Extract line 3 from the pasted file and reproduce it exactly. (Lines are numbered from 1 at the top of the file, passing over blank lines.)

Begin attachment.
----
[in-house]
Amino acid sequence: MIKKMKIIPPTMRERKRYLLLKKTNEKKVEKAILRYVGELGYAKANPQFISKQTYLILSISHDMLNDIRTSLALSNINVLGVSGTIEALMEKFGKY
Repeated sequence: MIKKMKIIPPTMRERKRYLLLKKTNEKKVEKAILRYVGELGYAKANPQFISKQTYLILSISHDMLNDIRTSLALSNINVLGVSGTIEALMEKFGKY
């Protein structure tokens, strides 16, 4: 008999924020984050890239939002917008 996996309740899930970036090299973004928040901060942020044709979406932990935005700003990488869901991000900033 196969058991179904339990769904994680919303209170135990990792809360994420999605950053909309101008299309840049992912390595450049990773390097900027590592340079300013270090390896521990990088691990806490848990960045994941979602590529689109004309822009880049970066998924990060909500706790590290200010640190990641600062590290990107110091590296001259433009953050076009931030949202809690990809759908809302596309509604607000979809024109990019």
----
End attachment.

Repeated sequence: MIKKMKIIPPTMRERKRYLLLKKTNEKKVEKAILRYVGELGYAKANPQFISKQTYLILSISHDMLNDIRTSLALSNINVLGVSGTIEALMEKFGKY